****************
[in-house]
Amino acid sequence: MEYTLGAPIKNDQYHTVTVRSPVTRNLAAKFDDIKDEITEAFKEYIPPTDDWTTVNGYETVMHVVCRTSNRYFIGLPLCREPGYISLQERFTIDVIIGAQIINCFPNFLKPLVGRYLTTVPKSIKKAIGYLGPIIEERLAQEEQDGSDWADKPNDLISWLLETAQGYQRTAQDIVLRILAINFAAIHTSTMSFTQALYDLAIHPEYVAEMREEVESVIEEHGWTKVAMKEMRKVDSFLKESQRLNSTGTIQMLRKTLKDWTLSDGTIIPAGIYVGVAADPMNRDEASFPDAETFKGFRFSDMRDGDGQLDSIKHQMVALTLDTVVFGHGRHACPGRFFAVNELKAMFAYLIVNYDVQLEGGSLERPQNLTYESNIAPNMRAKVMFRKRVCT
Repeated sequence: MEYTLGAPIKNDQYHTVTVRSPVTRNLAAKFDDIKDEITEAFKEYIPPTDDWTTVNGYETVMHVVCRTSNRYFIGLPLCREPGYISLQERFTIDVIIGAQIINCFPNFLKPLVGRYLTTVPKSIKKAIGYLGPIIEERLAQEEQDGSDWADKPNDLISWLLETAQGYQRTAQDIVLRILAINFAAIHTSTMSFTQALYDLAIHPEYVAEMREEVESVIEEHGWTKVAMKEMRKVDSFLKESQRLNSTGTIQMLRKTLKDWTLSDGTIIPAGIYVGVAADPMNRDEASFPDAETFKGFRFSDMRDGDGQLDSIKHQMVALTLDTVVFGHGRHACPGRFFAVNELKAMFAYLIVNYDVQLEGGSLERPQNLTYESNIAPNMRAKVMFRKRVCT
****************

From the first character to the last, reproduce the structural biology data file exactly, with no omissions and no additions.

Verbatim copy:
[in-house]
Amino acid sequence: MEYTLGAPIKNDQYHTVTVRSPVTRNLAAKFDDIKDEITEAFKEYIPPTDDWTTVNGYETVMHVVCRTSNRYFIGLPLCREPGYISLQERFTIDVIIGAQIINCFPNFLKPLVGRYLTTVPKSIKKAIGYLGPIIEERLAQEEQDGSDWADKPNDLISWLLETAQGYQRTAQDIVLRILAINFAAIHTSTMSFTQALYDLAIHPEYVAEMREEVESVIEEHGWTKVAMKEMRKVDSFLKESQRLNSTGTIQMLRKTLKDWTLSDGTIIPAGIYVGVAADPMNRDEASFPDAETFKGFRFSDMRDGDGQLDSIKHQMVALTLDTVVFGHGRHACPGRFFAVNELKAMFAYLIVNYDVQLEGGSLERPQNLTYESNIAPNMRAKVMFRKRVCT
Repeated sequence: MEYTLGAPIKNDQYHTVTVRSPVTRNLAAKFDDIKDEITEAFKEYIPPTDDWTTVNGYETVMHVVCRTSNRYFIGLPLCREPGYISLQERFTIDVIIGAQIINCFPNFLKPLVGRYLTTVPKSIKKAIGYLGPIIEERLAQEEQDGSDWADKPNDLISWLLETAQGYQRTAQDIVLRILAINFAAIHTSTMSFTQALYDLAIHPEYVAEMREEVESVIEEHGWTKVAMKEMRKVDSFLKESQRLNSTGTIQMLRKTLKDWTLSDGTIIPAGIYVGVAADPMNRDEASFPDAETFKGFRFSDMRDGDGQLDSIKHQMVALTLDTVVFGHGRHACPGRFFAVNELKAMFAYLIVNYDVQLEGGSLERPQNLTYESNIAPNMRAKVMFRKRVCT